Pitcher of the Yea r Chad Powers, to repeat. But though the Tigers will likely be strong again, the Red and Blue appear to have the pieces to make history. With a stacked senior class on the mound, a rapidly maturing core of sophomores, the unquestioned top offensive player in the league and — most importantly — the fuel from the sting of three consecutive seasonending heartbreaks, it could finally be Penn’s time to shine after so many years of disappointment. “It’d be more incredible, honestly,” Graul said when asked how a team title would compare to his 2016 Ivy POY. “We haven’t been able to win it in 30 years almost, so being able to put our name up there on that outfield wall, and being a captain for that team, would be a feeling that I’d be way more proud of.”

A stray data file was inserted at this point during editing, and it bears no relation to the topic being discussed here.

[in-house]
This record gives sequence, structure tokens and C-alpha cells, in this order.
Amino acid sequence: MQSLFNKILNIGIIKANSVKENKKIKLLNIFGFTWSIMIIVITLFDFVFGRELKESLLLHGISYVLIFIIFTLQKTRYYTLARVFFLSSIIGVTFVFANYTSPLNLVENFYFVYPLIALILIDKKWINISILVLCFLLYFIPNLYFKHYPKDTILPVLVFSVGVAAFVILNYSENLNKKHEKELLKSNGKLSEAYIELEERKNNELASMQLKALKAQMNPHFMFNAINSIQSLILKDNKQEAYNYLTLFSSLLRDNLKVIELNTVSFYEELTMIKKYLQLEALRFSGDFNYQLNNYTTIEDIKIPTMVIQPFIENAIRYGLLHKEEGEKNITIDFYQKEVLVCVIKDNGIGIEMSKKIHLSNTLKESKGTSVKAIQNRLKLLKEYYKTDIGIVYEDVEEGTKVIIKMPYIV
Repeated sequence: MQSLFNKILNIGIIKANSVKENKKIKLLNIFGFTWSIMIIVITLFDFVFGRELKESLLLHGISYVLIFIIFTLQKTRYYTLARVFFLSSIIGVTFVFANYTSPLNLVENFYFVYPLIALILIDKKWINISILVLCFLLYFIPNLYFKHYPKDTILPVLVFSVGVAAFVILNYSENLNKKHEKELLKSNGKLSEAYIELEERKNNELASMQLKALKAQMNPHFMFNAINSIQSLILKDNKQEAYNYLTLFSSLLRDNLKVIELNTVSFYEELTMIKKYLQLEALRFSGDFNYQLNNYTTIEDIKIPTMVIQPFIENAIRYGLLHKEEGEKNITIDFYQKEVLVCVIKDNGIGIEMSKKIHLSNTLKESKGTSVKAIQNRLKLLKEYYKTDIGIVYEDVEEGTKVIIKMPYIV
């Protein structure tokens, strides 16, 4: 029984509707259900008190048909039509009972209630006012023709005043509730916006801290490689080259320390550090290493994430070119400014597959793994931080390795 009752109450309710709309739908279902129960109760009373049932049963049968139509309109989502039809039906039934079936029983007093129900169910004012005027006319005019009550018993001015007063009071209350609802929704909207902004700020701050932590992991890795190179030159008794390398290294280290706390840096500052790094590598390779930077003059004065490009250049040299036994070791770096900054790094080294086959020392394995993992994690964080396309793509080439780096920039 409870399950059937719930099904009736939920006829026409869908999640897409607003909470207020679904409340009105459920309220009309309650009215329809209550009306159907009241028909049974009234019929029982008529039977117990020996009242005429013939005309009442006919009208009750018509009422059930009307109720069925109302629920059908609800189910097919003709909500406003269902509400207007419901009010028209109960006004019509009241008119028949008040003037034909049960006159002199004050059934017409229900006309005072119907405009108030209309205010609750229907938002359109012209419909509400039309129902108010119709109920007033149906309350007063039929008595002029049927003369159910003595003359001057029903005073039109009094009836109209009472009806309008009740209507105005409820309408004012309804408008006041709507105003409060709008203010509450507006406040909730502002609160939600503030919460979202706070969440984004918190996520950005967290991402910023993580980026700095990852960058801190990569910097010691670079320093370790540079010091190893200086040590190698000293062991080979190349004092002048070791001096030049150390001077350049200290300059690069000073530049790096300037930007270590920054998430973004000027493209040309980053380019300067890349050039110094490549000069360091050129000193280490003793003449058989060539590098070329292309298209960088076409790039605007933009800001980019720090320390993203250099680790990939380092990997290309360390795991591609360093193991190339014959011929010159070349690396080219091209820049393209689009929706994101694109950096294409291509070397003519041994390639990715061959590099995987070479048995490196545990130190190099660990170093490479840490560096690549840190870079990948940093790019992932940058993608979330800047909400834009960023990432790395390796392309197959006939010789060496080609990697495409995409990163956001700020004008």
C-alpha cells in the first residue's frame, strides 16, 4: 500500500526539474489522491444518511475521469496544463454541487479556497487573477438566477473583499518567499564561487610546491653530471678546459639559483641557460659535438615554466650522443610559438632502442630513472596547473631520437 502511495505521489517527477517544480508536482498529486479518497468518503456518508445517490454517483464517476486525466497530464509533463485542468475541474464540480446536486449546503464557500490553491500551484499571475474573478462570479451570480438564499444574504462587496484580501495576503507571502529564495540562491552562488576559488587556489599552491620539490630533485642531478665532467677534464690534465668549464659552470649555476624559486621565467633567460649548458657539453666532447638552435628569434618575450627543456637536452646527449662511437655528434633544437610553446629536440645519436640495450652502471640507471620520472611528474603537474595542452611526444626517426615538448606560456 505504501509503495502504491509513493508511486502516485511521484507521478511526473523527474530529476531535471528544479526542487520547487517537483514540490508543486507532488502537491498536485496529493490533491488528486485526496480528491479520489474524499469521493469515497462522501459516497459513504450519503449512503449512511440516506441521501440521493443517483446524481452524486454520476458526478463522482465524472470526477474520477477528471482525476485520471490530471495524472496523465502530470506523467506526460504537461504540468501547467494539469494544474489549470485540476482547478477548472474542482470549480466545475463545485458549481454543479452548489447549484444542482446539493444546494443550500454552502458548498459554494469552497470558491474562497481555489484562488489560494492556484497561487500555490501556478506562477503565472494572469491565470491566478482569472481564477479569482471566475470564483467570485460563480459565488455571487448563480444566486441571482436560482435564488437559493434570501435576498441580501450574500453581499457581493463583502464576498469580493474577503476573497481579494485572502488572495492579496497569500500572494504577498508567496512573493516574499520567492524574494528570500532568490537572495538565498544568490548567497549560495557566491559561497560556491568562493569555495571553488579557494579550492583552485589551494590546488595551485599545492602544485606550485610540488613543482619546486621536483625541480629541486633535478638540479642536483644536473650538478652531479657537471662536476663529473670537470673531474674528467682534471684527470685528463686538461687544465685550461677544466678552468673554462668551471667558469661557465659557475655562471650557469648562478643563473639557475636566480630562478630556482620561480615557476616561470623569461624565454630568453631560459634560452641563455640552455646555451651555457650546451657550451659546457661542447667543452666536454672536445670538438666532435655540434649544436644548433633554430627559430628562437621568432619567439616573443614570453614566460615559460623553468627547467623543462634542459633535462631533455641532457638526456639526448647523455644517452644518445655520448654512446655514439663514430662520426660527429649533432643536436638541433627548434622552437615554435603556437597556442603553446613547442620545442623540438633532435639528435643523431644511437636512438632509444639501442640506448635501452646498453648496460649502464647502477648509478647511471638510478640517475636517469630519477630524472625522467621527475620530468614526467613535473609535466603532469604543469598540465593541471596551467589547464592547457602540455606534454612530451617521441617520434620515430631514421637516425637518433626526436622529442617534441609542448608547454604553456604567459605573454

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BASEBALL ISSUE Freshman class already paying off in big ways Trio of rookies making immediate impact in the infield for Quakers THEODOROS PAPAZEKOS Sports Reporter

After three years of finishing second in the Ivy League, Penn prepares for an all-or-nothing title charge

Senior LHP, Adam Bleday pitches for Penn


This has gone on long enough for Penn baseball. In 2014, first-year coach John Yurkow’s squad set a school record with 15 Ivy League wins and tied for first place in the Lou Gehrig Division, but came up brutally short of its first Ancient Eight championship since 1995, falling to Columbia, 4-0, in a one-game playoff for the division title. In 2015, the narrative was eerily similar; another best regular season performance in program history (16-4 in Ivy play), another one-game playoff loss to Columbia (this time by a score of 4-2), and another season wrapping up without a championship. Last year, though there was no tie atop the standings, the